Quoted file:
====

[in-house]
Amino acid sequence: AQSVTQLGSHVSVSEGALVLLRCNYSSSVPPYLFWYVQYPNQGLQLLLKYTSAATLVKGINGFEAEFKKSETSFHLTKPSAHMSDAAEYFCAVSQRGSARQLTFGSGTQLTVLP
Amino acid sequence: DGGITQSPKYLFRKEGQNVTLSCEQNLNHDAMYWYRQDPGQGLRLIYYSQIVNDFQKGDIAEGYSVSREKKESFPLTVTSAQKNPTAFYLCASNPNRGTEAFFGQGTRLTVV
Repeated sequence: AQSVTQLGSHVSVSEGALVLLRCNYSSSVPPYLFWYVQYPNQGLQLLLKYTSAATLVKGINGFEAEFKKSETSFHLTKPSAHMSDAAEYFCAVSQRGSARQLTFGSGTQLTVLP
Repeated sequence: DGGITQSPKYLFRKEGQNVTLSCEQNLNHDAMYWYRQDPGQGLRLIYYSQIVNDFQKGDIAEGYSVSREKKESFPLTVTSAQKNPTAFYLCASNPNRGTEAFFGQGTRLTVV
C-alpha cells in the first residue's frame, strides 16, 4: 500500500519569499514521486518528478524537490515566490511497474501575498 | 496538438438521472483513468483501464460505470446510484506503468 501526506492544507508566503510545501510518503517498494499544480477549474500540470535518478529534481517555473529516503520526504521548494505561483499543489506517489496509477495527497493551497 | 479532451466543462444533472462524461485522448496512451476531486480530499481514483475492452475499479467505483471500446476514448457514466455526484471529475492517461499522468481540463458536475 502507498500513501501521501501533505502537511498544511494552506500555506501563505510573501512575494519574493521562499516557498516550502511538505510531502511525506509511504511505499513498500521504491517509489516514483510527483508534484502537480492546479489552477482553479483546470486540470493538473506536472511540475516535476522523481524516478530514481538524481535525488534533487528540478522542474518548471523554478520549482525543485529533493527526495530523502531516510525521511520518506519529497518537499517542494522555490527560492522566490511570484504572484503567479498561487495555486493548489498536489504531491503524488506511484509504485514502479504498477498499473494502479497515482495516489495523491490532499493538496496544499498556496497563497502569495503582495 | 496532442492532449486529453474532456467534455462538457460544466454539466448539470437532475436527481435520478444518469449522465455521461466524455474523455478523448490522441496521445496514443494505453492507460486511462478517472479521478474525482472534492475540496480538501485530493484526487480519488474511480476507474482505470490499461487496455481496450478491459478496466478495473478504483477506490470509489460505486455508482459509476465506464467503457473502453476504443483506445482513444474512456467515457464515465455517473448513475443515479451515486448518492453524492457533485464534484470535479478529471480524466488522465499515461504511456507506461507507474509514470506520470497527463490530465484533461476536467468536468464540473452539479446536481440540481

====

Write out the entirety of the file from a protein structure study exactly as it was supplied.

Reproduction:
[in-house]
Amino acid sequence: AQSVTQLGSHVSVSEGALVLLRCNYSSSVPPYLFWYVQYPNQGLQLLLKYTSAATLVKGINGFEAEFKKSETSFHLTKPSAHMSDAAEYFCAVSQRGSARQLTFGSGTQLTVLP
Amino acid sequence: DGGITQSPKYLFRKEGQNVTLSCEQNLNHDAMYWYRQDPGQGLRLIYYSQIVNDFQKGDIAEGYSVSREKKESFPLTVTSAQKNPTAFYLCASNPNRGTEAFFGQGTRLTVV
Repeated sequence: AQSVTQLGSHVSVSEGALVLLRCNYSSSVPPYLFWYVQYPNQGLQLLLKYTSAATLVKGINGFEAEFKKSETSFHLTKPSAHMSDAAEYFCAVSQRGSARQLTFGSGTQLTVLP
Repeated sequence: DGGITQSPKYLFRKEGQNVTLSCEQNLNHDAMYWYRQDPGQGLRLIYYSQIVNDFQKGDIAEGYSVSREKKESFPLTVTSAQKNPTAFYLCASNPNRGTEAFFGQGTRLTVV
C-alpha cells in the first residue's frame, strides 16, 4: 500500500519569499514521486518528478524537490515566490511497474501575498 | 496538438438521472483513468483501464460505470446510484506503468 501526506492544507508566503510545501510518503517498494499544480477549474500540470535518478529534481517555473529516503520526504521548494505561483499543489506517489496509477495527497493551497 | 479532451466543462444533472462524461485522448496512451476531486480530499481514483475492452475499479467505483471500446476514448457514466455526484471529475492517461499522468481540463458536475 502507498500513501501521501501533505502537511498544511494552506500555506501563505510573501512575494519574493521562499516557498516550502511538505510531502511525506509511504511505499513498500521504491517509489516514483510527483508534484502537480492546479489552477482553479483546470486540470493538473506536472511540475516535476522523481524516478530514481538524481535525488534533487528540478522542474518548471523554478520549482525543485529533493527526495530523502531516510525521511520518506519529497518537499517542494522555490527560492522566490511570484504572484503567479498561487495555486493548489498536489504531491503524488506511484509504485514502479504498477498499473494502479497515482495516489495523491490532499493538496496544499498556496497563497502569495503582495 | 496532442492532449486529453474532456467534455462538457460544466454539466448539470437532475436527481435520478444518469449522465455521461466524455474523455478523448490522441496521445496514443494505453492507460486511462478517472479521478474525482472534492475540496480538501485530493484526487480519488474511480476507474482505470490499461487496455481496450478491459478496466478495473478504483477506490470509489460505486455508482459509476465506464467503457473502453476504443483506445482513444474512456467515457464515465455517473448513475443515479451515486448518492453524492457533485464534484470535479478529471480524466488522465499515461504511456507506461507507474509514470506520470497527463490530465484533461476536467468536468464540473452539479446536481440540481